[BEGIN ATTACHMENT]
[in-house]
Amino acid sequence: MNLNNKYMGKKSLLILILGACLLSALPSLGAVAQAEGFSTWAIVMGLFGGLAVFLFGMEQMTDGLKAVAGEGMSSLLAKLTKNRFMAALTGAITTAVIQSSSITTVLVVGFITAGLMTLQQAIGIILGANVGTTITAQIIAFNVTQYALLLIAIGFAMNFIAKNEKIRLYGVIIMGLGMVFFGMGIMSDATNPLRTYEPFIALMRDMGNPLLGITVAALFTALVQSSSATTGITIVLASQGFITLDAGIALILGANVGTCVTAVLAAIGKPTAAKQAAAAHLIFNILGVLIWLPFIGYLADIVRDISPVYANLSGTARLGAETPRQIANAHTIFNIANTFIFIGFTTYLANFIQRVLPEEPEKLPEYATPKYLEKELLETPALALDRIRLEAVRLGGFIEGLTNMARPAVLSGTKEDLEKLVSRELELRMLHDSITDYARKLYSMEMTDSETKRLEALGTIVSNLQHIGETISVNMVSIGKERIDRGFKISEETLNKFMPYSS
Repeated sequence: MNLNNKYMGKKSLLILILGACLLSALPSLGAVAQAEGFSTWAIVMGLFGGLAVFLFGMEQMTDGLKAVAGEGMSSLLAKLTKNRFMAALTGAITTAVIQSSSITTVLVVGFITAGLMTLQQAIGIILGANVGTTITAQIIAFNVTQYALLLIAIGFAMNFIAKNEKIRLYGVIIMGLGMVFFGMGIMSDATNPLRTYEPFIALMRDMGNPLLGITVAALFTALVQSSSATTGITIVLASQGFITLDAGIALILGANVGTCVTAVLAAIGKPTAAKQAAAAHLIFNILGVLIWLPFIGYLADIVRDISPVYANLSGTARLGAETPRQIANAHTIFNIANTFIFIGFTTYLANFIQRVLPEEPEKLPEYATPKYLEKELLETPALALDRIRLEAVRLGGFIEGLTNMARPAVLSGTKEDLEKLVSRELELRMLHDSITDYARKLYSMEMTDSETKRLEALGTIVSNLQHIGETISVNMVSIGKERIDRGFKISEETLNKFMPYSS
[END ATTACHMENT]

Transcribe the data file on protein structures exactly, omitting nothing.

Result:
[in-house]
Amino acid sequence: MNLNNKYMGKKSLLILILGACLLSALPSLGAVAQAEGFSTWAIVMGLFGGLAVFLFGMEQMTDGLKAVAGEGMSSLLAKLTKNRFMAALTGAITTAVIQSSSITTVLVVGFITAGLMTLQQAIGIILGANVGTTITAQIIAFNVTQYALLLIAIGFAMNFIAKNEKIRLYGVIIMGLGMVFFGMGIMSDATNPLRTYEPFIALMRDMGNPLLGITVAALFTALVQSSSATTGITIVLASQGFITLDAGIALILGANVGTCVTAVLAAIGKPTAAKQAAAAHLIFNILGVLIWLPFIGYLADIVRDISPVYANLSGTARLGAETPRQIANAHTIFNIANTFIFIGFTTYLANFIQRVLPEEPEKLPEYATPKYLEKELLETPALALDRIRLEAVRLGGFIEGLTNMARPAVLSGTKEDLEKLVSRELELRMLHDSITDYARKLYSMEMTDSETKRLEALGTIVSNLQHIGETISVNMVSIGKERIDRGFKISEETLNKFMPYSS
Repeated sequence: MNLNNKYMGKKSLLILILGACLLSALPSLGAVAQAEGFSTWAIVMGLFGGLAVFLFGMEQMTDGLKAVAGEGMSSLLAKLTKNRFMAALTGAITTAVIQSSSITTVLVVGFITAGLMTLQQAIGIILGANVGTTITAQIIAFNVTQYALLLIAIGFAMNFIAKNEKIRLYGVIIMGLGMVFFGMGIMSDATNPLRTYEPFIALMRDMGNPLLGITVAALFTALVQSSSATTGITIVLASQGFITLDAGIALILGANVGTCVTAVLAAIGKPTAAKQAAAAHLIFNILGVLIWLPFIGYLADIVRDISPVYANLSGTARLGAETPRQIANAHTIFNIANTFIFIGFTTYLANFIQRVLPEEPEKLPEYATPKYLEKELLETPALALDRIRLEAVRLGGFIEGLTNMARPAVLSGTKEDLEKLVSRELELRMLHDSITDYARKLYSMEMTDSETKRLEALGTIVSNLQHIGETISVNMVSIGKERIDRGFKISEETLNKFMPYSS